As I write this column, it is not clear whether, in the dying days of his campaign, Gordon Brown was able to rescue an already faltering general election fight – which then fell off the edge of a cliff after he finally revealed a small flash of his true personality, courtesy of a lapel microphone.
My best guess is that there will not be a last-minute reprieve and either Nick Clegg will find himself talking to David Cameron or Brown will need to step aside to allow Labour and the LibDems to reach some form of post-electoral agreement.
I am not shocked or even terribly disappointed by what Gordon Brown did in Rochdale, mainly because we have all been there at some stage in our lives. Many years ago, when working on a newspaper, I invited readers to send in their queries on capital gains tax to be answered by a chartered accountant.
One reader emailed me an incredibly detailed question, which was replied to at some length by the accountant. This was passed on to the reader who then emailed a list of supplementary questions, again dealt with by our guest expert.
I then received a third set of questions, which I forwarded to the accountant with a quick message, saying: “I know you’re probably getting fed up with this idiot, but before I finally tell him to sod off, can you just check whether there’s anything interesting here?”
My only mistake was in copying the “idiot” in on the email, who was not best pleased to find himself described in that way. I fear I lost a reader, probably not for the first time.
No, what really gets me about Gordon Brown is his inability to listen and respond to suggestions or criticisms from anyone outside his close coterie of advisers – and sometimes not even them.
His 13 years as Chancellor and as Prime Minister are full of examples where, given a choice between ill-advised changes or a refusal to make changes everyone else thought were necessary, Brown regularly went for the stupid option. To put it another way, given his evident lack of political and human empathy with the British public over the years, it is hardly surprising he and Labour lost many people’s votes years ago.
The question is whether the Tories will be any better. Set aside for a second issues such as immigration or whether tax and National Insurance should be raised or cut this year or next year.
These may be important matters but, deep down, most parties know there is not much, if anything, they can do to stop the flow of EU workers coming into the UK. Similarly, the overall scale of cuts demanded in public spending in the next few years, regardless of who is in office, dwarfs the £6bn or so the Conservatives aim to give to the public by abandoning the proposed NI increase.
It is a strange but true fact that the areas where any potential Treasury minister is likely to have the greatest effect is not over the central features of the UK economy and its slow recovery. That will happen, or otherwise, without regard to which party in office.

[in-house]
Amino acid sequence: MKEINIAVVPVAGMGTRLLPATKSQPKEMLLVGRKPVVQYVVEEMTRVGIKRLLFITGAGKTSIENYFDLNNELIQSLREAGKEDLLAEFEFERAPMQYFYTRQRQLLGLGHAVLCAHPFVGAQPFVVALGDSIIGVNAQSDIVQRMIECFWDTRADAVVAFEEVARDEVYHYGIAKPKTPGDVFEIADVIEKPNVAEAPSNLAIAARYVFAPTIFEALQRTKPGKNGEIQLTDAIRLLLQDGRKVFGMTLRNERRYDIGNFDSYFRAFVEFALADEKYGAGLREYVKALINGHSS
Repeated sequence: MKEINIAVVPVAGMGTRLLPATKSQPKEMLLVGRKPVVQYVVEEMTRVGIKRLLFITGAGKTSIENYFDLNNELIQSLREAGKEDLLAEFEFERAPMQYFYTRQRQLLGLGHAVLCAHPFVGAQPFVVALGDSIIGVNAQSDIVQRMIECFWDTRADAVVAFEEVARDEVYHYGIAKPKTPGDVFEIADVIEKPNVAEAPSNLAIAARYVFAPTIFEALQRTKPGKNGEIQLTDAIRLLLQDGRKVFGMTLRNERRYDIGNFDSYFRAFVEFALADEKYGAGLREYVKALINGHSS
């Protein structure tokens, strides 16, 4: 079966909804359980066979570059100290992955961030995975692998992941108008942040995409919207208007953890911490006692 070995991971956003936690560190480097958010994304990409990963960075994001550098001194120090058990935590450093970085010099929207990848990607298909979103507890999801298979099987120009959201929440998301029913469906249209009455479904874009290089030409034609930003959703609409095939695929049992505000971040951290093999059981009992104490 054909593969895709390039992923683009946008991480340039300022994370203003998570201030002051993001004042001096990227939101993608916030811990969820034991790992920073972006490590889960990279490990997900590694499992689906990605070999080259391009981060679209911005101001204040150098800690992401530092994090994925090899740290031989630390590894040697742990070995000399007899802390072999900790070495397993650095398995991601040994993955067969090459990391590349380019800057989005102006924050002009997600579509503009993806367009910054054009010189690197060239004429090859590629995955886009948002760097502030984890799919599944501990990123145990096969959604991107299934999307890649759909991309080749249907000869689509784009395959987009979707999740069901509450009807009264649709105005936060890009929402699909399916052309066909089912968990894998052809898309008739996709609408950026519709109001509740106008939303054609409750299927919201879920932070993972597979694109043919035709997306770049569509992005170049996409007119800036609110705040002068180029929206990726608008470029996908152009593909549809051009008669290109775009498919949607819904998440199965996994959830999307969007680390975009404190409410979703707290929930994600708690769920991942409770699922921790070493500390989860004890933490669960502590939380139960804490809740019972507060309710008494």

The key issues where new ministers will almost certainly seek to impose themselves is on soft targets, such as the FSA. It is easy to take a wrecking ball to what is already there, while patching together a new regulator out of the rubble gives consumers the illusion of being better protected.
What do the Tories want to do? We know George Osborne has threatened to take away responsibility for prudential regulation of the banking sector from the FSA and hand it back to the Bank of England, where it lay for decades. In turn, Osborne wants to pass on some of the Office of Fair Trading’s badly handled consumer credit responsibilities to the FSA and create a new consumer protection agency.
Now, there is nothing much wrong with the latter strategy. For many years now, the OFT’s work in this area has been open to criticism and it is hard to justify keeping things as they are but where there is a distinct danger of things going pear-shaped is over the wide reforms.
For a start, the bank’s supervisory responsibilities will only be expanded by moving over FSA staff who were previously seconded to that task in Canary Wharf. Ironically, many of them probably worked at Threadneedle Street 10 years ago, when the supervisory traffic travelled the other way.
It is a safe bet that effective regulation will be put on hold as an elaborate game of musical chairs exhausts itself over a period of several years. IFAs hoping for an easier life had better think again – the CPA is likely to want to prove its mettle by taking on the industry. If so, the RDR is only the start of it. Expect not just more rules and regulations but a far tougher oversight of firms, on a scale not seen hitherto.
Nic Cicutti can be contacted at firstname.lastname@example.org